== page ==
Published on November 20th, 2005 | by Greg0
Non-fiction: Dimensions, Death, Hobos
Science tackles the afterlife in Spook, by Mary Roach. John Hodgman discusses The Areas of My Expertise (not really non-fiction, strictly speaking, as most of this modern almanac is made up). Lawrence Krauss reveals what is Hiding in the Mirror: The Mysterious Allure of Extra Dimensions, from Plato to String Theory and Beyond.
All three are kind of far-out, each in their own way. We’ll start with Spook, an almost-sequel to the author’s excellent book Stiff. This time, she takes on near-death experiences, the history of mediums, and visits India to look at some reincarnation research. It’s a fascinating read the whole way through, well-documented, funny, and thoughtful. She manages to carefully tread what would seem an obviously religious area with a skeptical, inquiring mind, and though the conclusions are always… well, inconclusive, there is plenty of stuff to keep you reading and wondering. The story of 21 grams, some discussion of ghosts and EVP, and a complete avoidance of anything touching on pop culture (no real movie or music references, nothing that will make the book dated in 5 years) add up to a book that is highly recommended for pretty much anyone who won’t be offended by having science tread where it may seem most unwelcome.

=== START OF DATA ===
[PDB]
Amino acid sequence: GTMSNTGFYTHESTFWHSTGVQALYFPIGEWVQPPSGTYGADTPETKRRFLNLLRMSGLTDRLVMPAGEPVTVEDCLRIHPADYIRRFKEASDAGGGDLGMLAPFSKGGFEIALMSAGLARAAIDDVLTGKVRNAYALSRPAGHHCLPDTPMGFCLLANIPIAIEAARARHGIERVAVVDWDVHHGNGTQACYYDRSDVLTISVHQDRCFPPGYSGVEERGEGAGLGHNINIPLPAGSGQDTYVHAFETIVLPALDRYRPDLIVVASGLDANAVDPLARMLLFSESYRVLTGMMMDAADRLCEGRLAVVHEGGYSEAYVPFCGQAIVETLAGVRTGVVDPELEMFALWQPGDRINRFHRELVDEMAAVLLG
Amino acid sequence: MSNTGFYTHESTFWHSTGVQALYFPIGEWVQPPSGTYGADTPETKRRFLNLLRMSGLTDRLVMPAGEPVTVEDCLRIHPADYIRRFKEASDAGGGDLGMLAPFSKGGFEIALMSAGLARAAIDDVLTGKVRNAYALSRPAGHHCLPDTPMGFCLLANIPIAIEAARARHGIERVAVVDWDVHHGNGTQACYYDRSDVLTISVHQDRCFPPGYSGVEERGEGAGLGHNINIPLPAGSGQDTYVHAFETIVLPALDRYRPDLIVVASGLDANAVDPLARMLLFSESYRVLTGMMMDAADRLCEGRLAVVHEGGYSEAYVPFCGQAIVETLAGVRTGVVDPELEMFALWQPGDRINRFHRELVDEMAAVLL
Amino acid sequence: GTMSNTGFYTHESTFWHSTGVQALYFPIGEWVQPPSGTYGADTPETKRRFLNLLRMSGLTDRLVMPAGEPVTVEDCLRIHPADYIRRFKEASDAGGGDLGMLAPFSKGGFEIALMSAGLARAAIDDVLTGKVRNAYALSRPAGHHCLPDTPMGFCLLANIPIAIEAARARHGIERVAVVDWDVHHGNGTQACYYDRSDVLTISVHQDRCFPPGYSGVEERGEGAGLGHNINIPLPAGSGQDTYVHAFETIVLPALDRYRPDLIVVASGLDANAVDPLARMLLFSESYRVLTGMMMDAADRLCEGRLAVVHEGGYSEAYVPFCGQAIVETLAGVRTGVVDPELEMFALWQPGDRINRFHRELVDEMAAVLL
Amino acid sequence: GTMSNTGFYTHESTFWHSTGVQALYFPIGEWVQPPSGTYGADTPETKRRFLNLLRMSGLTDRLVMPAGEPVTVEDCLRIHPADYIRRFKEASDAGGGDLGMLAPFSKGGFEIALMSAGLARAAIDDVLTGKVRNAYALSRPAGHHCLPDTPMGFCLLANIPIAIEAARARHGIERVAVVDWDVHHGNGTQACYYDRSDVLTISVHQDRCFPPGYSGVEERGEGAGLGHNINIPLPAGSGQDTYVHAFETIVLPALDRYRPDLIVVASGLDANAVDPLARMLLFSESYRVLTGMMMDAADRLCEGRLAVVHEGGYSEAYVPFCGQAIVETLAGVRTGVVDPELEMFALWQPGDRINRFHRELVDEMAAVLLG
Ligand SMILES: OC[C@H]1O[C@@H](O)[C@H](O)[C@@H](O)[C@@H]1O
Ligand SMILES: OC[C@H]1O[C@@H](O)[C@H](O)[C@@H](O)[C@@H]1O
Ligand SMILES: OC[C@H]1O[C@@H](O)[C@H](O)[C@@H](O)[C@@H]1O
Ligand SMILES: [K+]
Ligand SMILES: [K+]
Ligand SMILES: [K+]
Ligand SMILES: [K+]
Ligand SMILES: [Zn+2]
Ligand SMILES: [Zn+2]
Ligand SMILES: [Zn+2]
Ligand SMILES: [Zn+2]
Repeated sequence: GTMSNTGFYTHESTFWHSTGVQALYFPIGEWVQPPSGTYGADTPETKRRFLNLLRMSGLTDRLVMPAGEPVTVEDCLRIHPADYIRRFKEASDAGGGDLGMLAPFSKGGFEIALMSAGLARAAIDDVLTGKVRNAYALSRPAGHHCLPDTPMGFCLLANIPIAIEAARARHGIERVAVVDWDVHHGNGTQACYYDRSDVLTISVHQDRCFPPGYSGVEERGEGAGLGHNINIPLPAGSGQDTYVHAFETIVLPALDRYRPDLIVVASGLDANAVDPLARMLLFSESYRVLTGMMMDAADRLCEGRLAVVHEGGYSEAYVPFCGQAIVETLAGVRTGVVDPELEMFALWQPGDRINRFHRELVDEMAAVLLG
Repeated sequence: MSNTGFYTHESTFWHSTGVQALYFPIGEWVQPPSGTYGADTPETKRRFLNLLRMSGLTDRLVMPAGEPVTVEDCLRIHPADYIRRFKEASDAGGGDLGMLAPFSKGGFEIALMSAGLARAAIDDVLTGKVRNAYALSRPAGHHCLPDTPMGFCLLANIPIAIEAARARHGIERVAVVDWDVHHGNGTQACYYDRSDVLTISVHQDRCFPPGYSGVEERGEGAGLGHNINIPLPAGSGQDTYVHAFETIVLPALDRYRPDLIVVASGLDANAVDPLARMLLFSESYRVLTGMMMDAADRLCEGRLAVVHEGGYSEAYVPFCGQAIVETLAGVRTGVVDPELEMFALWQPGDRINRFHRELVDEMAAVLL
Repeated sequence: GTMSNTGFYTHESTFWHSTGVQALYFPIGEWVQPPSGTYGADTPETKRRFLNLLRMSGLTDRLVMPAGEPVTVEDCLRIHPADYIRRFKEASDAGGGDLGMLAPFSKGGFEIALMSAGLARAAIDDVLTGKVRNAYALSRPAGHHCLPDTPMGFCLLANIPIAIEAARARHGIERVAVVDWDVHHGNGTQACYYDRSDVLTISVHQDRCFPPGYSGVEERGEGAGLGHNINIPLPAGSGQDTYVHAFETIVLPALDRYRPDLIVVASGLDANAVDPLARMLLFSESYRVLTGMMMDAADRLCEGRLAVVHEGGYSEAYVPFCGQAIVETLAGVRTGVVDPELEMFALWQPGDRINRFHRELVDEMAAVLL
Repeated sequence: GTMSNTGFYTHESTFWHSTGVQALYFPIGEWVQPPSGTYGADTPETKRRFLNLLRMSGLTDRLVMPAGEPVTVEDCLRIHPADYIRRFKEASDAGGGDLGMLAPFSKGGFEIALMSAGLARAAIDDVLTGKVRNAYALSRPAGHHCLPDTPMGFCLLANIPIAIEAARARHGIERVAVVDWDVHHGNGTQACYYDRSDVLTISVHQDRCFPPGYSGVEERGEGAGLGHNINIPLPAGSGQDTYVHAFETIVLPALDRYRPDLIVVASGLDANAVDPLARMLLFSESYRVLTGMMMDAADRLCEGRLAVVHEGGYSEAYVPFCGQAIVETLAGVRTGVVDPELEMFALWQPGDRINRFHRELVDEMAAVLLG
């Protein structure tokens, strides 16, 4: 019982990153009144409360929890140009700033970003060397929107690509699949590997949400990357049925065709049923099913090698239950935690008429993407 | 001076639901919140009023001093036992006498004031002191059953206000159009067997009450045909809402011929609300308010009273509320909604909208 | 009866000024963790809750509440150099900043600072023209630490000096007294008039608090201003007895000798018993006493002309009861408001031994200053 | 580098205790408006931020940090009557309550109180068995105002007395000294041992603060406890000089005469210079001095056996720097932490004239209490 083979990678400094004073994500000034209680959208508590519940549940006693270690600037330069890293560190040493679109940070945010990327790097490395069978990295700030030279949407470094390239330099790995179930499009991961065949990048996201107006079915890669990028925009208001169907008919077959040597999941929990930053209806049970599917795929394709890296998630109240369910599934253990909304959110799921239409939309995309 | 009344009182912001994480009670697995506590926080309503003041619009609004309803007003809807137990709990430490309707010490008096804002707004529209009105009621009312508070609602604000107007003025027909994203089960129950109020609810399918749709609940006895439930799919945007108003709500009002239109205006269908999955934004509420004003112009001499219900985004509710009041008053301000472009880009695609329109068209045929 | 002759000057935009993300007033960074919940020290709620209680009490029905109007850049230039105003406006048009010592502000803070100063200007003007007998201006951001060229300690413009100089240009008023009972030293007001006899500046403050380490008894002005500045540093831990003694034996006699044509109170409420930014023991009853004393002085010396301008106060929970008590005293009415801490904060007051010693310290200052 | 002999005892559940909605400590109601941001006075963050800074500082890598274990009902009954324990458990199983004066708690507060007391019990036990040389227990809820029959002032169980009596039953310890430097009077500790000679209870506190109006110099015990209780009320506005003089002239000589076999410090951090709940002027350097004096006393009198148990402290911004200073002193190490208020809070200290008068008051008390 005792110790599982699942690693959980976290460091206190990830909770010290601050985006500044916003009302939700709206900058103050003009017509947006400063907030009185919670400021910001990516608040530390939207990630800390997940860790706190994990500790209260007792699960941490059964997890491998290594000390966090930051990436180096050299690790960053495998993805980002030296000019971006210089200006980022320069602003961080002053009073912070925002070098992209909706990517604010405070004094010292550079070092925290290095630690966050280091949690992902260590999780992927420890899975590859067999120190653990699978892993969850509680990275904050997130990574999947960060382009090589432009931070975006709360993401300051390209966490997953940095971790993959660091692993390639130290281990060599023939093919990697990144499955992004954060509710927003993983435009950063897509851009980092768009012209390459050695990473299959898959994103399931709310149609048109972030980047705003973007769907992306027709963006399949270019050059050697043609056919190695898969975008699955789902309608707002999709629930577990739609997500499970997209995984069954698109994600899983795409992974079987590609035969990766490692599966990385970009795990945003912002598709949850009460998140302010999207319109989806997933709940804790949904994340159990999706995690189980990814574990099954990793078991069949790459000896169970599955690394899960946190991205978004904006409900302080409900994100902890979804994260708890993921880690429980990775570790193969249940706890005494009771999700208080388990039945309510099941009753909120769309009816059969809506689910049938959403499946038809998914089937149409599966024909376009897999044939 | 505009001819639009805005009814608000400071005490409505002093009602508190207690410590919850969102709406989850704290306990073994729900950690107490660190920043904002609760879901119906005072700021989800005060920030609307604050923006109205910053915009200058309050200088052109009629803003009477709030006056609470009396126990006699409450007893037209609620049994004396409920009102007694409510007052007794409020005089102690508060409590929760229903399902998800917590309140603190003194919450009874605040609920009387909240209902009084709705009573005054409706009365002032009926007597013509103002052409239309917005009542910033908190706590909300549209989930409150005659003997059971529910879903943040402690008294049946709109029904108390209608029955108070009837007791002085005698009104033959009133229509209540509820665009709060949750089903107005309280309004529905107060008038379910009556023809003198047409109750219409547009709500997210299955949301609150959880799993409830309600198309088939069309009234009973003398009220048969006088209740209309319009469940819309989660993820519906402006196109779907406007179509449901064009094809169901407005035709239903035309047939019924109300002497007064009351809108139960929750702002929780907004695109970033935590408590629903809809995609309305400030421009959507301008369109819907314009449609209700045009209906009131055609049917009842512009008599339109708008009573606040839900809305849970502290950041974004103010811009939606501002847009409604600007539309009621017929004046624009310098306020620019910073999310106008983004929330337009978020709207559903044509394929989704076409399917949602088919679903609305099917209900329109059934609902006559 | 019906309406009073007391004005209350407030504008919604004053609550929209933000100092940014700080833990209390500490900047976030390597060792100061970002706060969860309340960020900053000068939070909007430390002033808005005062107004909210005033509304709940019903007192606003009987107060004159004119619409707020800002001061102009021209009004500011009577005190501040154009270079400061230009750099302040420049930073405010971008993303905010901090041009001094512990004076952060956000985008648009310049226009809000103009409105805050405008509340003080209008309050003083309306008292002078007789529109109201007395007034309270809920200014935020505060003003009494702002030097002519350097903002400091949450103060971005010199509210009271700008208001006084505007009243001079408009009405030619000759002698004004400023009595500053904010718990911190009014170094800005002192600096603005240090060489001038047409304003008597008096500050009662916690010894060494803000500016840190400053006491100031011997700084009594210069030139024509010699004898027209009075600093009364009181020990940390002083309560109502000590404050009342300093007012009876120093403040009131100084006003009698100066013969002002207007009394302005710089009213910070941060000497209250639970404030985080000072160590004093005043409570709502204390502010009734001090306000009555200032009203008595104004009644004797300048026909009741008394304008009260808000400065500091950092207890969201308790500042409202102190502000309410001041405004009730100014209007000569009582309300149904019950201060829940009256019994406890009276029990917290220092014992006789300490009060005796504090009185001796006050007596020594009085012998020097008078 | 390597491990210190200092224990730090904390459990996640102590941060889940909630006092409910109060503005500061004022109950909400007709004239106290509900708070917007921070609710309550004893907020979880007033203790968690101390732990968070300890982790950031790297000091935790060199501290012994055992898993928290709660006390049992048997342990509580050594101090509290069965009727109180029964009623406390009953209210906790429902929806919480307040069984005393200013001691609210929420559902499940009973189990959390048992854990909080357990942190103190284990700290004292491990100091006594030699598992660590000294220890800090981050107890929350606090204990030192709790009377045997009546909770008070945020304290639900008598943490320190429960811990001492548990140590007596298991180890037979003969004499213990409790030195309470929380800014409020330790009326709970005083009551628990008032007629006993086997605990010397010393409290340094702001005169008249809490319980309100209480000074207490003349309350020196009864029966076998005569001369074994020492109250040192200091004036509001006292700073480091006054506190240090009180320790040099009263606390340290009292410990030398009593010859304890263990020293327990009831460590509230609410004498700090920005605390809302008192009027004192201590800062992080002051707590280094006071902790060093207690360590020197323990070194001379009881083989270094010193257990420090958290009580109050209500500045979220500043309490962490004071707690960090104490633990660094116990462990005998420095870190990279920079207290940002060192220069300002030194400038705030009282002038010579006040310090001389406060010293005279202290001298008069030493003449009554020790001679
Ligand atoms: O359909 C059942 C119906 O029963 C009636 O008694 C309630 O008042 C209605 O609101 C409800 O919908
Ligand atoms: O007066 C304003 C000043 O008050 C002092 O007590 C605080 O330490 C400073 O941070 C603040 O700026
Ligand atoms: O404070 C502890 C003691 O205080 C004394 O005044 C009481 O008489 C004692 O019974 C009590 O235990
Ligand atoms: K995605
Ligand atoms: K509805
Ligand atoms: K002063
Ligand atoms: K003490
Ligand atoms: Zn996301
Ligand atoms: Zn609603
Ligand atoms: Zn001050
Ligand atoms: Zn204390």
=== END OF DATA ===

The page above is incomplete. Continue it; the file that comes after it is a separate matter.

Hiding in the Mirror is a pop-science book with a very different goal- the author follows up his Physics of Star Trek with a sort of history of multi-dimensionalism. It’s not as engaging as Spook, and those who aren’t familiar with Flatland or Michio Kaku probably won’t get it, but Hiding in the Mirror does a capable job of jostling through some very heady material- philosophy, math, physics, and the like. It rushes through parts, the conclusions end up less-than-satisfying, and yet you can’t help but admire the concept and staggering amount of information condensed. Think “Godel, Escher, Bach” and you’ll understand what the author is trying for even if it never quite gets there.
John Hodgson’s Areas of My Expertise has no conclusions, no plot, and no characters (except, perhaps, for the author himself). Aside from the rare picture or illustration, the entire book is random essays and lists covering a wide range of topics. It’s a pretty unique book, and you’ll either love it or hate it, depending mainly on your sense of humor and whether you mind literary self-reference. This is Dave Eggers and Dave Barry collaborating on an almanac- simply turn to a page and you’re likely to read something like: “Nine Presidents Who Had Hooks For Hands” or “Some American Telephone Numbers Beginning With 666”. It’s hit-and-miss, but frequently funny, and doubtlessly inventive.